The government has launched a consultation on a new Dartford crossing, costing up to £3bn. Readers came up with a much simpler solution to tailbacks - replace the toll booths. "It would appear most of the congestion is due to the antiquated manual toll collection system. I was surprised by the absence of electronic toll tags," said Bernard Murphy from Texas.I've got an even simpler suggestion. Scrap the tolls entirely and remove the toll booths. For why? Because we have already paid for the tunnel many times over ...
The idea for a tunnel crossing was first promoted by Kent and Essex county councils in 1929. A pilot tunnel was completed in 1938, although World War II meant the tunnel was not completed to full diameter and opened to traffic until 1963. Tolls had been in place since the opening of the first tunnel, and were enacted to pay for the construction of the scheme.... and we have also paid for the QEII bridge as well, over ten years ago. And because politicians promised they would stop charging us as soon as that happened.
Motorists have been let down by the government u-turn on the decision to continue charging at the Dartford crossing, it has been claimed.
From [April 2003] motorists should have been able to cross for free but the government's change of mind means car drivers still have to pay the £1 charge.This, of course, has since doubled to £2, and £5 for HGVs and coaches. Having said that, the government have been very generous in allowing you to use the roads - that you have already paid for in an imaginative variety of ways - for free between 10pm and 6am. Aren't they nice?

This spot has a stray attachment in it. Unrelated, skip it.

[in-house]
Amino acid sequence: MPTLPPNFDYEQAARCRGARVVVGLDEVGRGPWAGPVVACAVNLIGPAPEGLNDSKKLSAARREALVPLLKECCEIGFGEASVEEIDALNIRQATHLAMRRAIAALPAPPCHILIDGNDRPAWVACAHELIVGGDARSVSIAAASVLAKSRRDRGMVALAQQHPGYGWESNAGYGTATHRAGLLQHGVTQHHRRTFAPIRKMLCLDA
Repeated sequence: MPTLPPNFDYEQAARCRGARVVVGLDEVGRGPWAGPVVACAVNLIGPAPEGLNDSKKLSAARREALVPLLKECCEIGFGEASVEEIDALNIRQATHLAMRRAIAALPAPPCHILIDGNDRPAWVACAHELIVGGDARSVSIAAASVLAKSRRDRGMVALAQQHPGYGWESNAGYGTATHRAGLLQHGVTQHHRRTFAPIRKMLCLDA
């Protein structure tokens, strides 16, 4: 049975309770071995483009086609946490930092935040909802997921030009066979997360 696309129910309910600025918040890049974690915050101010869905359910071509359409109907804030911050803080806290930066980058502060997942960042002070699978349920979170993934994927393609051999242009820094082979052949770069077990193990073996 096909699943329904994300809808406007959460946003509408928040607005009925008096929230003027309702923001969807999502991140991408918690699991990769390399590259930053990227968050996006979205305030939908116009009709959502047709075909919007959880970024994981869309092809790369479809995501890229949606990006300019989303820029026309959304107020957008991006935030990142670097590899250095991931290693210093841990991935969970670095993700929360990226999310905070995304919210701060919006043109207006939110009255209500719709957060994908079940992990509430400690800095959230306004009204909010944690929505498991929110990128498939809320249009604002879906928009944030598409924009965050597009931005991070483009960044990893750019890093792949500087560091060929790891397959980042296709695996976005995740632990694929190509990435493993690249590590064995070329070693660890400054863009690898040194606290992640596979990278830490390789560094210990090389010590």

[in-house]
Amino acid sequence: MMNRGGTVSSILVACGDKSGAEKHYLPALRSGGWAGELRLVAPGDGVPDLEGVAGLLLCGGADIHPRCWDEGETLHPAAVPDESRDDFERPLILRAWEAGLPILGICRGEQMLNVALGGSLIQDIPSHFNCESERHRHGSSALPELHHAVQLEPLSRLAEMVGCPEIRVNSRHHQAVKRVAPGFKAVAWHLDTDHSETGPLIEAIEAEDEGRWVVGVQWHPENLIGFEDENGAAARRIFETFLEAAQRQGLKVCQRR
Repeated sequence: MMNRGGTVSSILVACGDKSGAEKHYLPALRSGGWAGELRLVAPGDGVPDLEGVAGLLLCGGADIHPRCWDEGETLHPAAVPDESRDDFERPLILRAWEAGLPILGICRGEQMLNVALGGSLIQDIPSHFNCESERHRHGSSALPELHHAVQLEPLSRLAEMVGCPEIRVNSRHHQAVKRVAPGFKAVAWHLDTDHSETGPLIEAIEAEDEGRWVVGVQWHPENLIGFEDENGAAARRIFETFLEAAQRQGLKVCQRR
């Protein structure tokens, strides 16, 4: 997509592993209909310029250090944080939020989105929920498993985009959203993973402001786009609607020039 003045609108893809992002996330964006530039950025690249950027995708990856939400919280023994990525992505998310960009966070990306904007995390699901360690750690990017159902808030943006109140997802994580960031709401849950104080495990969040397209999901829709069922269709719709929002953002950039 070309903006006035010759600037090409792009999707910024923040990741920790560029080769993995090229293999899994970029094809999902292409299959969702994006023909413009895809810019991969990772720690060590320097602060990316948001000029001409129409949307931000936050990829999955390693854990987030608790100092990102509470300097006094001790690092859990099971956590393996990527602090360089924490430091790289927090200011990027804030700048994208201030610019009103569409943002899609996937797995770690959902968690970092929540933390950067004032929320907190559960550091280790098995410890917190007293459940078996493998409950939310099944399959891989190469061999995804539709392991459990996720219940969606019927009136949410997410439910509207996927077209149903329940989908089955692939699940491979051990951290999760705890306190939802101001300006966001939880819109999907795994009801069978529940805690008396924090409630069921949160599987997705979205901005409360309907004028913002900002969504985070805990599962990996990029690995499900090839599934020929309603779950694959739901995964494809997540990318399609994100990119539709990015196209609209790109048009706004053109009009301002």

"We had a public consultation in 2000 about what we should do about the tolls and the public came to the conclusion the best thing was to continue the toll as a congestion charge."Well that worked like a dream didn't it, sunshine?
The Highways Agency is already on to this and expects to replace the booths towards the end of next year. It is looking for suppliers to provide number plate recognition - similar to how money is collected for the London congestion charge. Along with new road layouts, they say the changes are expected to be finished by October 2014.
Cost: Between £68m and £84mSo, to summarise:
Around 207,000 children aged 11-15 start smoking in the UK every year according to new research published today (Friday).
This means that nearly 570 children are lighting up and becoming smokers for the first time every day.